What Japanese Journalists Witnessed

What Japanese Journalists Witnessed

Executions After Executions

Persons executed by Japanese soldiers in Ku Ling Temple. Photo taken by an American missionary, Ernest Forster.

Persons executed by Japanese soldiers in Ku Ling Temple. Photo taken by an American missionary, Ernest Forster.

Due to the Imperial Army’s media censorship, though there were over 100 Japanese journalists in Nanking when the city was captured, those journalists did not dare to write anything “unfavorable” about their countrymen. [41]

Knowing that any atrocity story wouldn’t make news in Japan, the journalists instead described how “valorous” the Imperial troops were in combat inside and outside the walled city.

Accordingly the newspaper articles during and after the siege of Nanking were full of tales of the Japanese soldier’s heroic exploits. [42]

After the war, however, some of the journalists confided what they had witnessed. A special correspondent for Tokyo Asahi, Imai Masatake, for instance, reported only about the “majestic and soul-stirring” ceremony of the triumphal entry of General Matsui Iwane, the commander-in-chief of the Central China Area Army, and his troops into the city on December 17, 1937. But two days before the victory parade, he revealed in 1956, he witnessed a mass execution of 400 to 500 Chinese men near Tokyo Asahi’s Nanking office.

That evening Imai and his colleague also saw a “long, long” procession of hundreds or even thousands of Chinese people being led to the banks of the Yangtze near Xiaguan (Hsiakwan) riverfront. Convinced that all of them were going to be killed, they tried to follow the procession but were stopped by a sentry. Imai recalled a conversation he had with his partner while hearing the sound of bullets ricocheting nearby. A part of the article he wrote for a magazine years later read:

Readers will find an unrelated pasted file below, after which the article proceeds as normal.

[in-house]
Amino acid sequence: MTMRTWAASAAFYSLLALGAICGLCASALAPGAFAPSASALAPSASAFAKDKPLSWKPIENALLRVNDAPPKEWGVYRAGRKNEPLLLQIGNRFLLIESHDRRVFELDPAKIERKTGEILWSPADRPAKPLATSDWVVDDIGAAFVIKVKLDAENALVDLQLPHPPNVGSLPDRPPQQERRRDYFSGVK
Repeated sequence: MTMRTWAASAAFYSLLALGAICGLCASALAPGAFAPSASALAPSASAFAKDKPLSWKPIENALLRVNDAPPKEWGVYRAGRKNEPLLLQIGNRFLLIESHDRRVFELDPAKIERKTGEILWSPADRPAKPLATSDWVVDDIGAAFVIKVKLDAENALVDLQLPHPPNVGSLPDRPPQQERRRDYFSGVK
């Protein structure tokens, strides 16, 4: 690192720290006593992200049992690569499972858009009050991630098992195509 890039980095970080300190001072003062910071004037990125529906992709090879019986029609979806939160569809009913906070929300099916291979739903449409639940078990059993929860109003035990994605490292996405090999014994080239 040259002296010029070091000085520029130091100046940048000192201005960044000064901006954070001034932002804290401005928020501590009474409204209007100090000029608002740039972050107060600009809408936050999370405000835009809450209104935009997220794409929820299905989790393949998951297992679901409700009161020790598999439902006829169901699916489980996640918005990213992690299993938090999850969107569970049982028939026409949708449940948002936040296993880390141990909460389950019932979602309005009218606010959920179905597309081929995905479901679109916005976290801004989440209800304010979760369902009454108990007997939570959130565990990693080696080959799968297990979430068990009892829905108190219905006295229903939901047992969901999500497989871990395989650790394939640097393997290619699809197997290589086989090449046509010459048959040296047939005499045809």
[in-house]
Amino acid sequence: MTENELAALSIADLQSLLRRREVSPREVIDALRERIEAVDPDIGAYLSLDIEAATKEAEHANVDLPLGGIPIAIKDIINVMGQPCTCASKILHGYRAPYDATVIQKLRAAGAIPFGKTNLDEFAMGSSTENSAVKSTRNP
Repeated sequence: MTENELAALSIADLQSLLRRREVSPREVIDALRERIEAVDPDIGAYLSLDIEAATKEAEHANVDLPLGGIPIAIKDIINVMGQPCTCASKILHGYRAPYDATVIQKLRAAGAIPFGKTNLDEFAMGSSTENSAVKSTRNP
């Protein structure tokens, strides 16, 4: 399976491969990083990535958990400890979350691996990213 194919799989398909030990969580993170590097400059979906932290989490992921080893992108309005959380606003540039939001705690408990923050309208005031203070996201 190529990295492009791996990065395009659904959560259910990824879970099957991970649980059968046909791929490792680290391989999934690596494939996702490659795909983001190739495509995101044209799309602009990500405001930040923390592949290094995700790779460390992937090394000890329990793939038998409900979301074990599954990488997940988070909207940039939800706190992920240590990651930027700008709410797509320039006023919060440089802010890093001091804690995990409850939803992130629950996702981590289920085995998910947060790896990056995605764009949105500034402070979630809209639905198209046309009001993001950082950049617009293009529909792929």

“While we saw what they were doing near the bureau, there was a car passing through,” said Nakamura.

“Yeah, I saw some foreigners on it.”

“I guess they were from China’s Red Swastika Society. This news will leak out to Geneva for sure.”

“I wish I could write about it.”

“Someday we will, but not for the time being. But we sure saw it.”

“Let’s go take a look again, with our own eyes.”

With that, two of us got up. The sound of gunfire had ceased by then. [43]

Chinese prisoners of war being led by Japanese troops.

Chinese prisoners of war being led by Japanese troops.

Although the reporter apparently mistook the Red Swastika Society for an organization somehow related to the Red Cross, they guessed right about the news circulating around the world.

Another Tokyo Asahi reporter, Adachi Kazuo, also saw a mass murder near the paper’s branch office with his colleague, Moriyama Yoshio. “The ‘plain-clothes soldiers’ were shot to death one after another, right in front of their wives and children, who were weeping and screaming,” wrote Adachi in 1975 in a memorial on Moriyama’s death.

“Our hearts were trembling with anger and grief while people in Japan were probably rejoicing over the collapse of Nanking.” Adachi also quoted Moriyama as saying at the scene, “With this, Japan has lost the right to win the war.” [44]

A correspondent for Tokyo Nichi Nichi, Suzuki Jiro, encountered a few execution scenes and later wrote:

“When I went back to the Zhongshan Gate, I saw, for the first time, an unearthly, brutal massacre. On top of the wall, about 25 meters [85 feet] high, the prisoners of war were rounded up in a line. They were being stabbed by bayonets and shoved away off the wall. A number of Japanese soldiers polished their bayonets, shouted to themselves once [to raise their morale], and thrust their bayonets in the chest or back of the POWs.

I saw about ten stragglers bound by wire to a big tree…. One of them [Japanese soldiers] stood up in front of them [Chinese captives], shouted, “You killed our buddies!” and raised the pickax, then swung it down to the head of a powerless prisoner of war.” [45]

Matsumoto Shigeharu, the Shanghai bureau chief of Domei News Agency, interviewed his ex-colleagues, Arai Masayoshi, Maeda Yuji and Fukazawa Kanzo, who spent a few days as correspondents in Nanking after the capture of the city. According to his book, all of the interviewees told Matsumoto that they saw a number of charred bodies around Xiaguan area, probably between 2,000 and 3,000 dead bodies, on the 16th and 17th.

"I believe only what I saw," says a former Tokyo Nichi Nichi photographer, Sato Shinju

“I believe only what I saw,” says a former Tokyo Nichi Nichi photographer, Sato Shinju.

Maeda personally saw new recruits executing Chinese POWs with bayonets. After having seen 12 or 13 of them being “stabbed to death,” he retched and left the place. Maeda also heard that the Japanese troops were carrying out extensive mopping-up operations on the 14th and 15th. But he also remembered that the streets were becoming normal around the 20th.